Representational Image
Representational Image

What began as an infectious outbreak in China in December 2019, soon covered the entire world. In the absence of any specific cure for the COVID19, methods like washing hands frequently with soap and using hand sanitizers are recommended by WHO along with social distancing.

However, the selection of products that are both effective and safe for the skin is of the utmost importance. Recently, the US Food and Drugs Administration warned consumers about toxic hand sanitizers. FDA also came up with the list of 9 sanitizers and alerted consumers for not using them.

These 9 sanitizers according to the FDA have "potential presence of methanol (wood alcohol), a substance that can be toxic when absorbed through the skin or ingested."

Check out the list here:

  • All-Clean Hand Sanitizer (NDC: 74589-002-01)

  • Esk Biochem Hand Sanitizer (NDC: 74589-007-01)

  • CleanCare NoGerm Advanced Hand Sanitizer 75% Alcohol (NDC: 74589-008-04)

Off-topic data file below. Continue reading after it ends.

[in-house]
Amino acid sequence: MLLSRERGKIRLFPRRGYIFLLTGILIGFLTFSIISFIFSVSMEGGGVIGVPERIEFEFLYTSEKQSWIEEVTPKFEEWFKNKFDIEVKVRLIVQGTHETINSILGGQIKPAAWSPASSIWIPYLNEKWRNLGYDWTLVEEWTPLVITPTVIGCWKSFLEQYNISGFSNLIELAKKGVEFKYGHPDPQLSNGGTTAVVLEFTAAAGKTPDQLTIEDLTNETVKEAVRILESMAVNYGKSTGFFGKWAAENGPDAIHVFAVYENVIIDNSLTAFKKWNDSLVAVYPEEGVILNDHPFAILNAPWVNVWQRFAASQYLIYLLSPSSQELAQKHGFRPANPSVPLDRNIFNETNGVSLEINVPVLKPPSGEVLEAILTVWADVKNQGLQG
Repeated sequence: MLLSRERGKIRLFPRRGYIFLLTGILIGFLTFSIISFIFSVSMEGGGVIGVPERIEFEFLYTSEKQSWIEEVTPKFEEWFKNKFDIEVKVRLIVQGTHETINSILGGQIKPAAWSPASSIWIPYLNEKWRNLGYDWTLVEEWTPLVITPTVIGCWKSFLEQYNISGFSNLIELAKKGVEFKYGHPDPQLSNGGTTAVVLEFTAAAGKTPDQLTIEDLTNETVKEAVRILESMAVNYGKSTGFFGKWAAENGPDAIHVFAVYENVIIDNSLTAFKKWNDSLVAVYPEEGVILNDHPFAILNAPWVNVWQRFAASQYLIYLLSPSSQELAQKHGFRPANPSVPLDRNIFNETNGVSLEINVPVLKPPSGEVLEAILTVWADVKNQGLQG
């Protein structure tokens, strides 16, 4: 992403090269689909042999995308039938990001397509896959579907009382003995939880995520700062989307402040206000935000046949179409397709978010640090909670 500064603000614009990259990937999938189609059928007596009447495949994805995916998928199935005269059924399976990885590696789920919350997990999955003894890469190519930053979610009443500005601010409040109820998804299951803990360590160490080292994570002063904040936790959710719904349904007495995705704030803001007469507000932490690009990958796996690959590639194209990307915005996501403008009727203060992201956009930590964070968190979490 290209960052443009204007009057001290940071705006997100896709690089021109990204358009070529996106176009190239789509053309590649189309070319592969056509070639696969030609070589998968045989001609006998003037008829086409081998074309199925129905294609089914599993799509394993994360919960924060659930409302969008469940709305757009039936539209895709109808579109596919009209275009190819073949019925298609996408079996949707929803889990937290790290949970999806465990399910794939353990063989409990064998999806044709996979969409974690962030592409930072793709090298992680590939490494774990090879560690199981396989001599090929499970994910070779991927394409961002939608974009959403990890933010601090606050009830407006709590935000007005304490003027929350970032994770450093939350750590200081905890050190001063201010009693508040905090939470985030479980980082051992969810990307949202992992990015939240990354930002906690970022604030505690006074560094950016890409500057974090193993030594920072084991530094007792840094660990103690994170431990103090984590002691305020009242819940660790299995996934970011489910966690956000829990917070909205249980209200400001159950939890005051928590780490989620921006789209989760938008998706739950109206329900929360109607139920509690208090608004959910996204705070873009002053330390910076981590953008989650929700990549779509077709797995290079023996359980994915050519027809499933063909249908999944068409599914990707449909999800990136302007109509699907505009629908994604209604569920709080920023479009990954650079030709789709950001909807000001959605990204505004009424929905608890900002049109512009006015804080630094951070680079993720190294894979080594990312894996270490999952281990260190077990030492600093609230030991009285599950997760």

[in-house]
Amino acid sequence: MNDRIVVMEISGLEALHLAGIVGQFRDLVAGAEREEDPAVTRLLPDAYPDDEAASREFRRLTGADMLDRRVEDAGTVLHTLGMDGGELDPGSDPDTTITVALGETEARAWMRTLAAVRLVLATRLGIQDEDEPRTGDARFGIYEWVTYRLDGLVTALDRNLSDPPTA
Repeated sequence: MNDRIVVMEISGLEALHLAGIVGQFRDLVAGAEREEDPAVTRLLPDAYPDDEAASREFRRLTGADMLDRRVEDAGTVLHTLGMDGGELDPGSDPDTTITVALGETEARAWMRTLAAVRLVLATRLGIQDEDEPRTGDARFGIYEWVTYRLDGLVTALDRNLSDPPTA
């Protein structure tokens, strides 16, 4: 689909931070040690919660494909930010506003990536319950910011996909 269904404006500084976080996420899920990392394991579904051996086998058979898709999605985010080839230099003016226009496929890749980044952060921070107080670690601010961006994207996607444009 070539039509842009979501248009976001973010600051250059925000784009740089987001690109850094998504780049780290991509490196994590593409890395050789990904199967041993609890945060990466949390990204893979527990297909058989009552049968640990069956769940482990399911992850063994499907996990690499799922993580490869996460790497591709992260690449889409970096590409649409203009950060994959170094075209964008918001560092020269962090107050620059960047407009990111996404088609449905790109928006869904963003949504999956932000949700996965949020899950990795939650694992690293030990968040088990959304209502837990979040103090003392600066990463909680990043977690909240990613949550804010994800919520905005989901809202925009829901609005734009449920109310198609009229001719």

• Lavar 70 Gel Hand Sanitizer (NDC: 74589-006-01)

  • The Good Gel Antibacterial Gel Hand Sanitizer (NDC: 74589-010-10)

  • CleanCare NoGerm Advanced Hand Sanitizer 80% Alcohol (NDC: 74589-005-03)

  • CleanCare NoGerm Advanced Hand Sanitizer 75% Alcohol (NDC: 74589-009-01)

  • CleanCare NoGerm Advanced Hand Sanitizer 80% Alcohol (NDC: 74589-003-01)

  • Saniderm Advanced Hand Sanitizer (NDC: 74589-001-01)

FDA also said that Methanol is not an acceptable ingredient for hand sanitizers and should not be used due to its toxic effects.

Substantial methanol exposure can result in nausea, vomiting, headache, blurred vision, permanent blindness, seizures, coma, permanent damage to the nervous system, or death.

Although all persons using these products on their hands are at risk, young children who accidentally ingest these products and adolescents and adults who drink these products as an alcohol (ethanol) substitute, are most at risk for methanol poisoning.

Instead of sanitizing one's hand, FDA recommends washing them often with soap and water for at least 20 seconds, especially after going to the bathroom; before eating; and after coughing, sneezing, or blowing one’s nose.

If soap and water are not readily available, the Centers for Disease Control and Prevention (CDC) recommend consumers use an alcohol-based hand sanitizer that contains at least 60 percent ethanol.

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